Well, the time has finally come. Last week I said goodbye to my lovely little herd of registered miniature Herefords.
It was a tough two days; last Thursday having my vet, Rob Wilson, come to my farm for the last time. He had been my vet of choice over the last 8 years, from the very start he had been involved with my animals. His last visit before was for my dear sweet Miss Piggy, who died unexpectantly and suddenly in early May. Broke my heart; we did everything to try and save her. I promised that she would never leave here, by me, and she didn't. She is buried up back on high ground. She never had to leave . Sadly, I lost her orphan calf shortly thereafter. I buried him myself, next to where his momma was. It was raining, and the tears mixed with the rain and the mud.
I think that really knocked the wind and heart out of me. I had been struggling mentally for the past year about keeping them, expanding the herd, or selling. I fought hard to keep my home and herd through the divorce and was blessed with both at the end.
It was time to step back, take stock.
I sold my herd sire this past winter, as hay was at a premium. Little by little the animals went to new homes.
Several inquires from potential buyers came and went. I figured God had His plan; if He sent a buyer, fine, I would sell. If no one was interested, I would keep on.
A wonderful couple from Pennsylvania came up to see the herd.
They had been searching for miniatures. No one had anything for sale.
My circumstances were their opportunity.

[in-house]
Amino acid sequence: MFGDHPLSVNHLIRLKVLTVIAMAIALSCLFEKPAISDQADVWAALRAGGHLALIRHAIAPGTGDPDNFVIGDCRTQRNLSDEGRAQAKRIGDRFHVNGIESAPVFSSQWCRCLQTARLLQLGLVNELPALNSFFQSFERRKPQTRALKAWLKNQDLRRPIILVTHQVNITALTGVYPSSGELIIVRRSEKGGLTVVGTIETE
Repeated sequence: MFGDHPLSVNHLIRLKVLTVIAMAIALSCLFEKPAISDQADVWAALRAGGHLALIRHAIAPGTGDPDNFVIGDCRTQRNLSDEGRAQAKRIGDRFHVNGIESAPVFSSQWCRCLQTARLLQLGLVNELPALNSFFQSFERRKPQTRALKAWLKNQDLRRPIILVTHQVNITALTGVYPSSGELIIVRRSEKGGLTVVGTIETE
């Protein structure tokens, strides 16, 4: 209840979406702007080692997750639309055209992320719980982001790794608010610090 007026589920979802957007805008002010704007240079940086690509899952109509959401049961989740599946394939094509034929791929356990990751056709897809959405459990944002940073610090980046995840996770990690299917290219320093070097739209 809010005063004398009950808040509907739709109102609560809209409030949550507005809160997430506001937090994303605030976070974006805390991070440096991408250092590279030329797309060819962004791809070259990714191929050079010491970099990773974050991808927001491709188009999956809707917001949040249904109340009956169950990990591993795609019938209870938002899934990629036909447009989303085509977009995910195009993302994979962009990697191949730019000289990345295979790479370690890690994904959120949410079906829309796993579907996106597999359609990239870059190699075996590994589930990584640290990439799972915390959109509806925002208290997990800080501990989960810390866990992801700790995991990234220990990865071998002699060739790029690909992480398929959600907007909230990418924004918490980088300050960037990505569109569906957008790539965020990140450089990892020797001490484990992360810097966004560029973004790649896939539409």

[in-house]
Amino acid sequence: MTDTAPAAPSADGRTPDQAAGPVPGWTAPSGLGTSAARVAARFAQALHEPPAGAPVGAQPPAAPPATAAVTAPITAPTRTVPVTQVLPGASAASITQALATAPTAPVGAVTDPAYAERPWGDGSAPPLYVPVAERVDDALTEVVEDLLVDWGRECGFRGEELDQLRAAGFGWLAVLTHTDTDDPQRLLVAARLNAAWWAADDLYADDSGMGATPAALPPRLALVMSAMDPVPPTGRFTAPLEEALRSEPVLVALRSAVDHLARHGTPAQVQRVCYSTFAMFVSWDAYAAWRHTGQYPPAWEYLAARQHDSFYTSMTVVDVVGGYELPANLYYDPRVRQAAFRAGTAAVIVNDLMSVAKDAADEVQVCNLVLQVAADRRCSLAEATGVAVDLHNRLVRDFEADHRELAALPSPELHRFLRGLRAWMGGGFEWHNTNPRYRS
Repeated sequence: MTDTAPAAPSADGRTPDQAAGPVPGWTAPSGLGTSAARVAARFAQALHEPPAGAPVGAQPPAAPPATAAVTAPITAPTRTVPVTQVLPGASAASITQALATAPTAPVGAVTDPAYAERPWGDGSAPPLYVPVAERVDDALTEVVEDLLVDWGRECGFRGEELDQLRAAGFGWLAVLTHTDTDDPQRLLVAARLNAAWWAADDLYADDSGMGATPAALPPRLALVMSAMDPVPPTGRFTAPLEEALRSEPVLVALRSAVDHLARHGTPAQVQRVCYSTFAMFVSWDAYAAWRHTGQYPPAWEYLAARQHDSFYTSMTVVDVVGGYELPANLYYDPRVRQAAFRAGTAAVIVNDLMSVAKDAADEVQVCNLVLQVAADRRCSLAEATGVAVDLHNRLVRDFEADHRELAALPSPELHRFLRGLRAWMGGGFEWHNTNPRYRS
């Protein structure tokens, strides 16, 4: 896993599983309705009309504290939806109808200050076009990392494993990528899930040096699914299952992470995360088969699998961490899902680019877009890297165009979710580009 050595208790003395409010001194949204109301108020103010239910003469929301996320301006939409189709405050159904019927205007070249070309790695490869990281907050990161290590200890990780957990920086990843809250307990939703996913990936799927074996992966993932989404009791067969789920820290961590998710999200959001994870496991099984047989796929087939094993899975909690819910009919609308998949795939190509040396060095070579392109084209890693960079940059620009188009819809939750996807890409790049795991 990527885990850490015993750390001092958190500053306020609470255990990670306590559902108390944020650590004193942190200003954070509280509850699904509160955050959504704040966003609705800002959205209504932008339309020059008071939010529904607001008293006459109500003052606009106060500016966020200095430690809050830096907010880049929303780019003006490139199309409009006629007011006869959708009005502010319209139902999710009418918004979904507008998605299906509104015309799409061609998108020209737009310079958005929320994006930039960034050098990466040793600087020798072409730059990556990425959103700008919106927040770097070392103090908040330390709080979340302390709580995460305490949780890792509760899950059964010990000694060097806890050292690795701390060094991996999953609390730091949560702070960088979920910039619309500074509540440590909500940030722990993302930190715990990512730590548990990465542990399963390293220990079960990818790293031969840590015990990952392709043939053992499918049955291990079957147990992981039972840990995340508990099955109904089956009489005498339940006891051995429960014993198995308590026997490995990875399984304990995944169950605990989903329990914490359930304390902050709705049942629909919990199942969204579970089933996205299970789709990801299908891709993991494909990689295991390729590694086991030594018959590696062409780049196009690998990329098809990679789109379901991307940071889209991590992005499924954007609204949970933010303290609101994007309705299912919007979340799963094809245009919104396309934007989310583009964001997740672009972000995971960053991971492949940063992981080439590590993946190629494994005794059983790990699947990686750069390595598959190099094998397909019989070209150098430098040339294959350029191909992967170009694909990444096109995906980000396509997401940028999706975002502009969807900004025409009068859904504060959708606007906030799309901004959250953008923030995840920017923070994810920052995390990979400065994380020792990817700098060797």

With no hesitation on either side, we made a fair deal, and the animals were sent on their way last Friday; the summer solstice.
As I watched the trailer drive down the driveway and out onto the road, I yelled to my cattle goodbye.
I did not cry.
I was exhausted.
A day of vetting, inoculations, tattooing, rounding up and penning the herd; the next waiting for the trucker; pushing cattle that were born and spent their entire lives here onto a trailer. I was spent.
The only tear I shed was realizing I would not see those familiar animals walking through the pastures any more.
I tided up a bit, dumped the water tubs and rinsed them out, put them in the barn.
I unplugged the fencer
All was silent.
They arrived at their new home several hours later. I could sense the same excitement with the new owners as I had when my 4 arrived that October evening from west Texas in 2005.
They kindly sent lots of pictures....The entire herd was simply moved to another pasture, literally; the sight of them grazing as they had here brought me great comfort.
The new owners gave me daily updates and seemed delighted to finally have a real herd of miniature Herefords grazing on their beautiful farm.
I am grateful for the folks that now own them. I am at ease knowing they will be well cared for, well feed, looked after, fussed with, sung to, played with and tended to.
They were my therapy and escape from an abusive and cold marriage.
They comforted me as I struggled in the early months of my divorce; quite literally kept me sane, the repetition of daily chores forcing me to function.
They served me well.
I could not be happier with the home they went to, and pray God blesses them as He did me these past 8 years.
Middleground Miniature Herefords is no more. They will now be kept under the name Middlecreek.
All who have followed this blog, I thank you. Thank you for your comments, thank you for reading my sometimes insane ramblings about cattle, life, doing the right thing, men, fences, hay, chopping ice, building barns, bedding and vetting and babies and .......
Thank you, and goodbye from Middleground Miniature Herefords.
I have been blessed.